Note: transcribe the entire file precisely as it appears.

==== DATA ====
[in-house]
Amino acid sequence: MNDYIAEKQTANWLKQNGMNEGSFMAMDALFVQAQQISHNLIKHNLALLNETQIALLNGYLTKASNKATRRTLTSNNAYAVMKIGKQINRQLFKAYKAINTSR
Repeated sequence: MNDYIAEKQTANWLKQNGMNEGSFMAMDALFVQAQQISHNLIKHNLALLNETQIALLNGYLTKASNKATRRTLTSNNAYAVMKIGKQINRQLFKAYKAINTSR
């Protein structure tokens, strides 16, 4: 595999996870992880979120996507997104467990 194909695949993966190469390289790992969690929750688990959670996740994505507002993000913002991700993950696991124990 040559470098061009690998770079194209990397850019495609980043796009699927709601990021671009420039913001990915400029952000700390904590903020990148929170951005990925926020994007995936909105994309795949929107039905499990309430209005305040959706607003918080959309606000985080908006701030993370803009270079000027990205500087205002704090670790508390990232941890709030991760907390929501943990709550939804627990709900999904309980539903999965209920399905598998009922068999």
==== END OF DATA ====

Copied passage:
[in-house]
Amino acid sequence: MNDYIAEKQTANWLKQNGMNEGSFMAMDALFVQAQQISHNLIKHNLALLNETQIALLNGYLTKASNKATRRTLTSNNAYAVMKIGKQINRQLFKAYKAINTSR
Repeated sequence: MNDYIAEKQTANWLKQNGMNEGSFMAMDALFVQAQQISHNLIKHNLALLNETQIALLNGYLTKASNKATRRTLTSNNAYAVMKIGKQINRQLFKAYKAINTSR
């Protein structure tokens, strides 16, 4: 595999996870992880979120996507997104467990 194909695949993966190469390289790992969690929750688990959670996740994505507002993000913002991700993950696991124990 040559470098061009690998770079194209990397850019495609980043796009699927709601990021671009420039913001990915400029952000700390904590903020990148929170951005990925926020994007995936909105994309795949929107039905499990309430209005305040959706607003918080959309606000985080908006701030993370803009270079000027990205500087205002704090670790508390990232941890709030991760907390929501943990709550939804627990709900999904309980539903999965209920399905598998009922068999």